Justification - Printable Version
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Justification - John Charmley - 24-10-2008 03:59 PM
Dear Brothers and Sisters in Christ,
One topic which often comes up in conversation with those interested in Orthodoxy is the question of 'justification by faith alone', and the issues of sanctification and regeneration. Writing to a Protestant friend who wanted to know what 'our' position was, I found myself, as so often, having to say that as far as I understood it (thinks to self: how far is that :oops: ) this was not how we thought about these things, and that the distinctions being made were not ones Orthodoxy made.
I wrote as follows, and would be extremely grateful (before I make a bigger fool of myself) for any corrections.
I am genuinely unsure when you phrase ['justification by faith alone, regeneration and sanctification are of God alone'] it this precisely, for this is not how we proceed, neither am I sure that it is how the NT Church proceeded. Let me explain how we approach these matters - but please bear in mind I am a very 'baby Orthodox'.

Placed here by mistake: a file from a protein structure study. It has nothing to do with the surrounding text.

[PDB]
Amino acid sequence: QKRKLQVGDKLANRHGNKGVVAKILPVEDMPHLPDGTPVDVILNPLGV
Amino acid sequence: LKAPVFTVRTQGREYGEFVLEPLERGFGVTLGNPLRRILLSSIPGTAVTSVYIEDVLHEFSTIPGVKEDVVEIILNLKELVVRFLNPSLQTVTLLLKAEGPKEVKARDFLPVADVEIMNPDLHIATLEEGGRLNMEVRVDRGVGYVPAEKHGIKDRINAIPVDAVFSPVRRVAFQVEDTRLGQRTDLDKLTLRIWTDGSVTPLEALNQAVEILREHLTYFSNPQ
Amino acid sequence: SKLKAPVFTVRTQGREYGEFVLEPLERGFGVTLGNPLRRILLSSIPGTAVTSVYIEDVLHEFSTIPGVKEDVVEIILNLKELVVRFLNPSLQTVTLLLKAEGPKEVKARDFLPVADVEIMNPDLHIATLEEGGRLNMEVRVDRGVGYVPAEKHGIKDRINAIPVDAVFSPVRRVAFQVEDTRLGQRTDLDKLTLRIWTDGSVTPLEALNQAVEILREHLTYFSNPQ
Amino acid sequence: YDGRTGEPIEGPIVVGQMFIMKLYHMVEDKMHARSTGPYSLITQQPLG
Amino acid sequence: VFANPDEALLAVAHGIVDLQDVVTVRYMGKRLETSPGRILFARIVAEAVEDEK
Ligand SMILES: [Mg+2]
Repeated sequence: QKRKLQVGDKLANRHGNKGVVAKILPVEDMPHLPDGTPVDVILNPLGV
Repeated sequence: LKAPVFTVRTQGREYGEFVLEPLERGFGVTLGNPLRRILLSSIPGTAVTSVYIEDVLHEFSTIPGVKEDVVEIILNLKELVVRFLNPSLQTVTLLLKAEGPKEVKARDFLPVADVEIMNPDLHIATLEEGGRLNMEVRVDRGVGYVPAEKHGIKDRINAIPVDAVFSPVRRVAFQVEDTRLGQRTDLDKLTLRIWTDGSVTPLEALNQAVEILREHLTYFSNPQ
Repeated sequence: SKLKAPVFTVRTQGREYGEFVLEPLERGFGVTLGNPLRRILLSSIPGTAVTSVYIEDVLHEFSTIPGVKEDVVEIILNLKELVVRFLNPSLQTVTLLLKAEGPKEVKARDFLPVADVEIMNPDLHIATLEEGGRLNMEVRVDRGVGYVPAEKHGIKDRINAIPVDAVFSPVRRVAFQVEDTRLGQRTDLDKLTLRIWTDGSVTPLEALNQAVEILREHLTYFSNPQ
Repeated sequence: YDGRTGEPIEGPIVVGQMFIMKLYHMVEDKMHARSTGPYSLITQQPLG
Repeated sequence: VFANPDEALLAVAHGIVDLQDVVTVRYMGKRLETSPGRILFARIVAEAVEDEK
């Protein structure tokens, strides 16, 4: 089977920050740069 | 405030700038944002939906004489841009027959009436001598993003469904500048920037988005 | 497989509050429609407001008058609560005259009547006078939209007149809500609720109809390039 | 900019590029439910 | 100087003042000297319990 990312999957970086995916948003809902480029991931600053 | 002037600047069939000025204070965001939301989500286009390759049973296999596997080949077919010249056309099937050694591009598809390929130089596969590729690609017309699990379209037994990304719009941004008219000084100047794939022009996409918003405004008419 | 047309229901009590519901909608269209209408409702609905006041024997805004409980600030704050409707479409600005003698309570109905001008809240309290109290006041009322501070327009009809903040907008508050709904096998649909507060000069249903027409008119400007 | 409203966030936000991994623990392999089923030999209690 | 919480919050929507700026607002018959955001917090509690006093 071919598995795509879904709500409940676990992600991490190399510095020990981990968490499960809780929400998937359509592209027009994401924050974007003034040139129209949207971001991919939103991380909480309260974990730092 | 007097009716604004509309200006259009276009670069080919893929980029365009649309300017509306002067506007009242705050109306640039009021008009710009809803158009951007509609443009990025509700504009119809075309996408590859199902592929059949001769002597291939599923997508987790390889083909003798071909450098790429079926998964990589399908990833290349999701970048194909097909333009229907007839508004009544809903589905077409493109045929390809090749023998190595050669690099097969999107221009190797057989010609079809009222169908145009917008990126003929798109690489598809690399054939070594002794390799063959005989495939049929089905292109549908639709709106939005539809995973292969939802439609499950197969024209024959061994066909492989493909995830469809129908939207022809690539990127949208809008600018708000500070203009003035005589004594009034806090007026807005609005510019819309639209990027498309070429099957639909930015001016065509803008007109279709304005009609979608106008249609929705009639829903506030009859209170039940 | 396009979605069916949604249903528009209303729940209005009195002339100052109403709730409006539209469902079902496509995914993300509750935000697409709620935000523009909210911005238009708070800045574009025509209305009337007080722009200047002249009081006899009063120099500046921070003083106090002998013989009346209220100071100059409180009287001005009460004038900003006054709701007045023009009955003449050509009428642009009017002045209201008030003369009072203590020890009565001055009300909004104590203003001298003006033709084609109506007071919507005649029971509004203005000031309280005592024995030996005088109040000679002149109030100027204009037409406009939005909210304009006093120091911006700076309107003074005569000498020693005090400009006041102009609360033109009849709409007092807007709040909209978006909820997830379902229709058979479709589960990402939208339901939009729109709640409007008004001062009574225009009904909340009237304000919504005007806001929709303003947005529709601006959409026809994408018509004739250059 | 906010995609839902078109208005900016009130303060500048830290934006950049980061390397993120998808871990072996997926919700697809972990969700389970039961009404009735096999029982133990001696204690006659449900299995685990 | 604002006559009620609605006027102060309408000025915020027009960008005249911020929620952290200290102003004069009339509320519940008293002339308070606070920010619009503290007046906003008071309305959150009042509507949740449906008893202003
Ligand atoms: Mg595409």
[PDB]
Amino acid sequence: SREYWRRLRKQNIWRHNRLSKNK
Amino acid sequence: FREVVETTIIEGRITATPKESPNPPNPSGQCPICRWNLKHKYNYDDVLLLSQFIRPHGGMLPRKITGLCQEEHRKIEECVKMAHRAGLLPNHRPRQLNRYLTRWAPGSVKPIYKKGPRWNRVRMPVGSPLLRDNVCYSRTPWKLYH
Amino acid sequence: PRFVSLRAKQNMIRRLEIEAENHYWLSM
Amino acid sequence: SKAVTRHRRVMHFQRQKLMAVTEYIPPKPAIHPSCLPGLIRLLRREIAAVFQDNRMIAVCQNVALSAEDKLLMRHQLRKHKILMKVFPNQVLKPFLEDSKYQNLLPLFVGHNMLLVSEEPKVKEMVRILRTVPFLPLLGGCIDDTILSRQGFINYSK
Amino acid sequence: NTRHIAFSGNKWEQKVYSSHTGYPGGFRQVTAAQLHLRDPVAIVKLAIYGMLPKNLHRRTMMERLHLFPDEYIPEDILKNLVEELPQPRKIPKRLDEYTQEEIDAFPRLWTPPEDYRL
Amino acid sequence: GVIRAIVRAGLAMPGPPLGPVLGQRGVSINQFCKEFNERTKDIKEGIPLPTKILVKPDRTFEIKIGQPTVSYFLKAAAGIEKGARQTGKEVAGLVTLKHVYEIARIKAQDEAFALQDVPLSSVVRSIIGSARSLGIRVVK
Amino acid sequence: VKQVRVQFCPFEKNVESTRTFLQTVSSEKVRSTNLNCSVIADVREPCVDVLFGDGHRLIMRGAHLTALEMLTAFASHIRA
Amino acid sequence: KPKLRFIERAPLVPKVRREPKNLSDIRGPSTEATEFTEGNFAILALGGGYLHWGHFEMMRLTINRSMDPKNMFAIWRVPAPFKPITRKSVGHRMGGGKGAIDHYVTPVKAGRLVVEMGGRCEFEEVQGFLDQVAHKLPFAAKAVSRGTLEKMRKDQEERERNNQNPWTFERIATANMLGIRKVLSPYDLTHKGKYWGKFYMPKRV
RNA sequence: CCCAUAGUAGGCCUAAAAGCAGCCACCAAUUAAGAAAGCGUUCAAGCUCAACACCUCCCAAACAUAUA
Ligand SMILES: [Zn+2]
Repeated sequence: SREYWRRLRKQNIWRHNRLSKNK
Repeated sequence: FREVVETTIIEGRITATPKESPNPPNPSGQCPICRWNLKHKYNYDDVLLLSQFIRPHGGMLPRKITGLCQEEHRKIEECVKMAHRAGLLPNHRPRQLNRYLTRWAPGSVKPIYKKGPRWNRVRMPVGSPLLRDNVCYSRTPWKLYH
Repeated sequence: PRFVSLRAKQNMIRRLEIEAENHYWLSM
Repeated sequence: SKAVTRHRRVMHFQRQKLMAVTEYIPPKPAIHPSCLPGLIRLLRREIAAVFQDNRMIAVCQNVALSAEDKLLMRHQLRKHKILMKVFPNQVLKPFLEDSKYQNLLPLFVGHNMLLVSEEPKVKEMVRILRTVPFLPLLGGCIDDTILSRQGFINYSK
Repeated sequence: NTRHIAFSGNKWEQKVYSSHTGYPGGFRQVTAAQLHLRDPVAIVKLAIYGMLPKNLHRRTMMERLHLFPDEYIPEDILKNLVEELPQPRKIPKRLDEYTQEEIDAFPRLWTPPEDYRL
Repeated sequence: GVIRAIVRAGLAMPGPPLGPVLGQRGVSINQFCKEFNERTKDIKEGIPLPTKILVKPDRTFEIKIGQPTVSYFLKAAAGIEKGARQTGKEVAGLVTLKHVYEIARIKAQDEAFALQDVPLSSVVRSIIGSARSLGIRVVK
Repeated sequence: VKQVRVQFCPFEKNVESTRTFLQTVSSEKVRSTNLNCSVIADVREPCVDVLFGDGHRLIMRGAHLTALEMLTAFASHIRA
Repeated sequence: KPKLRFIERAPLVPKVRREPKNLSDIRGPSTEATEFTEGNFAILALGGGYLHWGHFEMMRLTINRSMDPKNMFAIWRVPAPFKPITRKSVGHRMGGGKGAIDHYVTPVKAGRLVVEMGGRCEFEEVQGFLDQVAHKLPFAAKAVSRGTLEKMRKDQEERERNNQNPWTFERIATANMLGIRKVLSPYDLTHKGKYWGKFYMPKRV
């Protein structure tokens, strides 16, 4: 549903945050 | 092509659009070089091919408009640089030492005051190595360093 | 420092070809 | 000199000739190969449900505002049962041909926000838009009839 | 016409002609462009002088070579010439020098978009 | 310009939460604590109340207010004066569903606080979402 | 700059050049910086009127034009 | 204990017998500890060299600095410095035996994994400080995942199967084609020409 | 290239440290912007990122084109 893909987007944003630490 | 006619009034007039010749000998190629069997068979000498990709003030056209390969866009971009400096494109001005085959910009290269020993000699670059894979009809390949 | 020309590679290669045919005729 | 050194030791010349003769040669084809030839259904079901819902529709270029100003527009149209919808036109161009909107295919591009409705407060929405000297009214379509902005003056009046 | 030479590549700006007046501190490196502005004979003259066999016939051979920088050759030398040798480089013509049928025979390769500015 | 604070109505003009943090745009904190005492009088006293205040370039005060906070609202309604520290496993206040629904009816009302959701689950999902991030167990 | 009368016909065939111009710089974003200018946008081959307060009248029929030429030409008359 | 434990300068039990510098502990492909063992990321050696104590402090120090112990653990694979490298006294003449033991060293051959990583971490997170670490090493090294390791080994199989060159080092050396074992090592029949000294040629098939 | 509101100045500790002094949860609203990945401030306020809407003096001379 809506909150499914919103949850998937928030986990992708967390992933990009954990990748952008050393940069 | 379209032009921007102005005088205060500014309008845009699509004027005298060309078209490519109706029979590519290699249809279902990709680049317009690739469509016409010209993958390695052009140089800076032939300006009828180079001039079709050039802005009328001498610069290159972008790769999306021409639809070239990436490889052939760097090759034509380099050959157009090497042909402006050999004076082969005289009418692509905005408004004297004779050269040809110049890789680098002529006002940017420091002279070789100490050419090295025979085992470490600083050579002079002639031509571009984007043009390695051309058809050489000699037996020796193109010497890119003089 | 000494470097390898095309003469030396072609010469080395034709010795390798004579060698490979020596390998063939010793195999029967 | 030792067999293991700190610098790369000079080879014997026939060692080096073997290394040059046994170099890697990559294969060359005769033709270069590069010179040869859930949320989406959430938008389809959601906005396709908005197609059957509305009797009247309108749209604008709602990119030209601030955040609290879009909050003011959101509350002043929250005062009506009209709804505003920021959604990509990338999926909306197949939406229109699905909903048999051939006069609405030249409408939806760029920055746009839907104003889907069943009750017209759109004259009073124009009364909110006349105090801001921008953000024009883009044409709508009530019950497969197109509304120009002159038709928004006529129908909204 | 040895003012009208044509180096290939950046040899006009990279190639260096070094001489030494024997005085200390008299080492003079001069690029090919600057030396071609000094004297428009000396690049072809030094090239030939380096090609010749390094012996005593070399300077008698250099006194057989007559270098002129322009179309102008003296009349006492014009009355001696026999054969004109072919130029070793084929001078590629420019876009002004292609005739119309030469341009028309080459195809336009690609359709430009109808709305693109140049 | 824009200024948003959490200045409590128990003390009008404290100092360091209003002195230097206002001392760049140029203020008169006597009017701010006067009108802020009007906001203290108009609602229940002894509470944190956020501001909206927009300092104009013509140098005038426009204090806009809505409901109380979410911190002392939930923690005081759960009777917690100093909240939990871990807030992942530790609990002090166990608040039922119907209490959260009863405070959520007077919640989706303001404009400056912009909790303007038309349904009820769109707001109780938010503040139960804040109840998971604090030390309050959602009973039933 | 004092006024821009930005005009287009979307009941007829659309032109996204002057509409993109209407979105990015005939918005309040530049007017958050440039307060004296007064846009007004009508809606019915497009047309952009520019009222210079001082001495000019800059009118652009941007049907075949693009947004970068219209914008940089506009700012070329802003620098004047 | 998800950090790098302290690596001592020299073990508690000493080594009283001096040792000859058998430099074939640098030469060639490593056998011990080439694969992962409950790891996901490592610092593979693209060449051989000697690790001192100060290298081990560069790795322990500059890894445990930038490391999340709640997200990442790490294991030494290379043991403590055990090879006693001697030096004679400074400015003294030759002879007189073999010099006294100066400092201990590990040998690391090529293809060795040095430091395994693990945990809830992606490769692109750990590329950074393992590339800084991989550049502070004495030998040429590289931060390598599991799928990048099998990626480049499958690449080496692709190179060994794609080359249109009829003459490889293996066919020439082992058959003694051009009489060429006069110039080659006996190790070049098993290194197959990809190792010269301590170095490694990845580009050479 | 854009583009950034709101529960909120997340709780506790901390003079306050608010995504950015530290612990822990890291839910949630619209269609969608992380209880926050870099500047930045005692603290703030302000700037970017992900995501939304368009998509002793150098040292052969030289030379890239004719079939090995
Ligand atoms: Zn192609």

When Orthodox Christians approach the doctrine of salvation, the discussion centers around the New Covenant. Justification (being or becoming righteous) by faith in God is part of being brought into a covenant relationship with Him. Whereas Israel was under the Old Covenant, wherein salvation came through faith as revealed in the law, the Church is under the New Covenant. Salvation comes through faith in Christ who fulfills the law, and we receive the gift of the Holy Spirit who dwells in us, leading us to the knowledge of God the Father. Whereas some Christians focus on justification as a legal acquittal before God, Orthodox believers see justification by faith as a covenant relationship with Him, centered on union with Christ (Romans 6:1-6).
Orthodoxy emphasizes it is God?s mercy - not our faith - which saves us. ?Therefore having been justified by faith, we have peace with God through our Lord Jesus Christ, through whom also we have access by faith into this grace which we stand, and rejoice in hope of the glory of God? (Romans 5:1-2). It is God who initiates or makes the New Covenant with us.
This is why the modern evangelical Protestant question, ?Are you saved?? gives pause to an Orthodox believer. As the subject of salvation is addressed in Scripture, the Orthodox Christian would see it in at least three aspects: (a) I have been saved, being joined to Christ in baptism; (b) I am being saved, growing in Christ through the sacramental life of the Church; and © I will be saved, by the mercy of God at the Last Judgment.